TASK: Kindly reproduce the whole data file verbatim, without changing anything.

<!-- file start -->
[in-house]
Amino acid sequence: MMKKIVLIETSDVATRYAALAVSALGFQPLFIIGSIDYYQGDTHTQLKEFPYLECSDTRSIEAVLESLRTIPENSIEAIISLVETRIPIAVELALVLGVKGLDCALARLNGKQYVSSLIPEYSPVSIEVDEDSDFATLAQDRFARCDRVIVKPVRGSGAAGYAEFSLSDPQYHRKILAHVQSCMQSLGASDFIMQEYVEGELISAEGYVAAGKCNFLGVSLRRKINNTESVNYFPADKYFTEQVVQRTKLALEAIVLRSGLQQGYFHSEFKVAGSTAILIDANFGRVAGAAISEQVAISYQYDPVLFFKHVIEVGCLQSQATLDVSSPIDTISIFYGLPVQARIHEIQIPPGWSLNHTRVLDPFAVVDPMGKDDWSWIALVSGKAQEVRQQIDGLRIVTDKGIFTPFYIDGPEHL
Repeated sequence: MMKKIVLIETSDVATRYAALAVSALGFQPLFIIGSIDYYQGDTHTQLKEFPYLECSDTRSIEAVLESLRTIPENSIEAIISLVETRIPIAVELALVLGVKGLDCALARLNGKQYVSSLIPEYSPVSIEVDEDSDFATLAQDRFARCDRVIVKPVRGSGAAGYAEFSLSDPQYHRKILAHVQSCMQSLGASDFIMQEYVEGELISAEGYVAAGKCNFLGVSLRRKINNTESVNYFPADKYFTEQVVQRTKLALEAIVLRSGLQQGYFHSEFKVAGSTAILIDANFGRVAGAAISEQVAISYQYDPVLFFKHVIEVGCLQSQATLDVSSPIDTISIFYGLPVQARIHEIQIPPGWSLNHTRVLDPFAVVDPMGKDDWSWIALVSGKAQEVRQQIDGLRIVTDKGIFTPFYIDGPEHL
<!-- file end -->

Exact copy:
[in-house]
Amino acid sequence: MMKKIVLIETSDVATRYAALAVSALGFQPLFIIGSIDYYQGDTHTQLKEFPYLECSDTRSIEAVLESLRTIPENSIEAIISLVETRIPIAVELALVLGVKGLDCALARLNGKQYVSSLIPEYSPVSIEVDEDSDFATLAQDRFARCDRVIVKPVRGSGAAGYAEFSLSDPQYHRKILAHVQSCMQSLGASDFIMQEYVEGELISAEGYVAAGKCNFLGVSLRRKINNTESVNYFPADKYFTEQVVQRTKLALEAIVLRSGLQQGYFHSEFKVAGSTAILIDANFGRVAGAAISEQVAISYQYDPVLFFKHVIEVGCLQSQATLDVSSPIDTISIFYGLPVQARIHEIQIPPGWSLNHTRVLDPFAVVDPMGKDDWSWIALVSGKAQEVRQQIDGLRIVTDKGIFTPFYIDGPEHL
Repeated sequence: MMKKIVLIETSDVATRYAALAVSALGFQPLFIIGSIDYYQGDTHTQLKEFPYLECSDTRSIEAVLESLRTIPENSIEAIISLVETRIPIAVELALVLGVKGLDCALARLNGKQYVSSLIPEYSPVSIEVDEDSDFATLAQDRFARCDRVIVKPVRGSGAAGYAEFSLSDPQYHRKILAHVQSCMQSLGASDFIMQEYVEGELISAEGYVAAGKCNFLGVSLRRKINNTESVNYFPADKYFTEQVVQRTKLALEAIVLRSGLQQGYFHSEFKVAGSTAILIDANFGRVAGAAISEQVAISYQYDPVLFFKHVIEVGCLQSQATLDVSSPIDTISIFYGLPVQARIHEIQIPPGWSLNHTRVLDPFAVVDPMGKDDWSWIALVSGKAQEVRQQIDGLRIVTDKGIFTPFYIDGPEHL